Android Fragmentation 2015

The world Android lives in is a confusing jungle. Today we released our annual report on Android Fragmentation, which takes a look at the complex variety of devices that developers have to build for. This complexity is both good and bad, if you can imagine your dream phone then someone, somewhere, will probably have built it. The downside, however, is that the apps you install may not be optimized for its screen size or features.

One thing we noticed in building this year’s report is the dramatic changes that have occurred in the ecosystem over the past few years: a huge increase in observed devices, great proliferation in manufacturers and (our favourite topic) the rise of embedded physical and virtual sensors. We spotted a few trends that we felt were too broad to be included even under our broad ‘Fragmentation’ umbrella – so we decided to include them in this blog. Screens are bigger, CPUs have more cores and mobile devices now contain more RAM than your average desktop not too long ago.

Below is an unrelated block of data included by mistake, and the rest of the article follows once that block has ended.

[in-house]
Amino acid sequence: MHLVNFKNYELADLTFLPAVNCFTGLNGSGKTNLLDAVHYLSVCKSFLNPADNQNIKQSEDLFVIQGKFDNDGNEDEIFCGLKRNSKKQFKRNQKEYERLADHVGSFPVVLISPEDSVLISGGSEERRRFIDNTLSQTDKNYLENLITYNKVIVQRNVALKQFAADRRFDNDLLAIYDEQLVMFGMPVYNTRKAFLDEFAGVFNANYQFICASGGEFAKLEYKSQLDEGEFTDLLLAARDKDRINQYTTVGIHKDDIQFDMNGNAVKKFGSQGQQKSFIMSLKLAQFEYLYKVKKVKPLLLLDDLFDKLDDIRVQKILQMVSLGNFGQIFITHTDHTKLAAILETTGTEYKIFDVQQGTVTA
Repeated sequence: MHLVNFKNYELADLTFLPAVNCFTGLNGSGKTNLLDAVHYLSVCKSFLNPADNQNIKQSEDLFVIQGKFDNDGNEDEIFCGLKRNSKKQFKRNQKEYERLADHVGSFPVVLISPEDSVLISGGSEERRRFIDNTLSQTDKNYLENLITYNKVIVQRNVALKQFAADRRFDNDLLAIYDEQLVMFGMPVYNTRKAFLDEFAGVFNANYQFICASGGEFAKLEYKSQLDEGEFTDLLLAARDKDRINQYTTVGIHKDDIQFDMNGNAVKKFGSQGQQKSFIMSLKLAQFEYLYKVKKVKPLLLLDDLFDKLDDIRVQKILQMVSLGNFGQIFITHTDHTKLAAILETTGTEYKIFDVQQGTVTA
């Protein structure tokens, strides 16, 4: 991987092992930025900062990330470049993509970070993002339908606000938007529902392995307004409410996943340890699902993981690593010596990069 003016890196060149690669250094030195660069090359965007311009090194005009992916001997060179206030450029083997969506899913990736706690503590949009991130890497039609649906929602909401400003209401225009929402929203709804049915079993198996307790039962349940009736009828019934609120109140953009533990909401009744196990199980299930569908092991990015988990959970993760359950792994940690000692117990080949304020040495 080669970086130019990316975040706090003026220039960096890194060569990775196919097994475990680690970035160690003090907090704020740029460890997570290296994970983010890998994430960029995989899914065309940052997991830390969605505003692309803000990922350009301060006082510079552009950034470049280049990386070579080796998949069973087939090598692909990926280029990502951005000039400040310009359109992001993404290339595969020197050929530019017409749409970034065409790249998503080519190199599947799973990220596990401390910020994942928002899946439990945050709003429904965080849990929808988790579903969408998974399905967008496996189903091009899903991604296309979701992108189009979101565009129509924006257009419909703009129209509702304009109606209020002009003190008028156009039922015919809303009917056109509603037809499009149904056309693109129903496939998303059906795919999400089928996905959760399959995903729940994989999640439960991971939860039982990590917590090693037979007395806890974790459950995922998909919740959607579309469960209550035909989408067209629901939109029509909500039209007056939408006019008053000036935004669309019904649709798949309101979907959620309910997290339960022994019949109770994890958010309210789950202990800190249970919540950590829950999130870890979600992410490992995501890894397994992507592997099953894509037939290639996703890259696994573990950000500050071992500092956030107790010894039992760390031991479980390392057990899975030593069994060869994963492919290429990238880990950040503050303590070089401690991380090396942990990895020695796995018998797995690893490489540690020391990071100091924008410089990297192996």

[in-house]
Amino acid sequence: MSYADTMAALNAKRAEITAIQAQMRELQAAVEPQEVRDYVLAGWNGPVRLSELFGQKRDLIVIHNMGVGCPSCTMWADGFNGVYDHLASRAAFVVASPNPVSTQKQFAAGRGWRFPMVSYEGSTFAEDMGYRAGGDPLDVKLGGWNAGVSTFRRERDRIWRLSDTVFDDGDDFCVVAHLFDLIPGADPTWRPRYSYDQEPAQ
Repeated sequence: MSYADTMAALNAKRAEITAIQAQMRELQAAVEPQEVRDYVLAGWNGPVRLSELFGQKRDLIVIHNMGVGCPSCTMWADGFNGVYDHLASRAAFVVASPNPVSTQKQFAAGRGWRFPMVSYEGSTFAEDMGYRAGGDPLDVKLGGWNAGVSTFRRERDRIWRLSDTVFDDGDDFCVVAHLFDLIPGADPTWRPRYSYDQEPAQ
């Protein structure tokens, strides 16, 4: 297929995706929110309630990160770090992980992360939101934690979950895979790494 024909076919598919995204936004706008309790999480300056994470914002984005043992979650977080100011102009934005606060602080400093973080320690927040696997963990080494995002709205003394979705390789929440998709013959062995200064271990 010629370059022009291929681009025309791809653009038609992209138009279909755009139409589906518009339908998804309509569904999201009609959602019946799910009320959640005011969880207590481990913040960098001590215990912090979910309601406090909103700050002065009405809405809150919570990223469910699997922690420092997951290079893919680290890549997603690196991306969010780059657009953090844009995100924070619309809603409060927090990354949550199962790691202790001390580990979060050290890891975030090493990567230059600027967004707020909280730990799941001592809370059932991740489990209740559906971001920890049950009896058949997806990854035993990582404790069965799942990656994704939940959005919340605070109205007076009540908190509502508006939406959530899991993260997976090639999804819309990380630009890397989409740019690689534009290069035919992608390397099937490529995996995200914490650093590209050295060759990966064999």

Screen Shot 2015-07-31 at 16.05.45Over the past few years, and over ten million OpenSignal downloads, we have seen the Android device landscape both fragment and evolve. Devices are bigger and more powerful, and this has changed the way people use their devices, helping to make the web increasingly mobile-first. Interestingly you can see the slight tail-off in NFC growth, as a technology that was supposed to be revolutionary never completely took off, with only around 30% of observed Android devices being NFC capable. Screens have steadily got bigger, a trend that does not appear to be slowing down (and our largest ever screen size, the Slate 21, is recorded in the main report) – in a few years it will be instructive to see similar graphs (perhaps produced by the data teams at Levi’s or The Gap) to see how this technological transformation has influenced 21st century pocket design.

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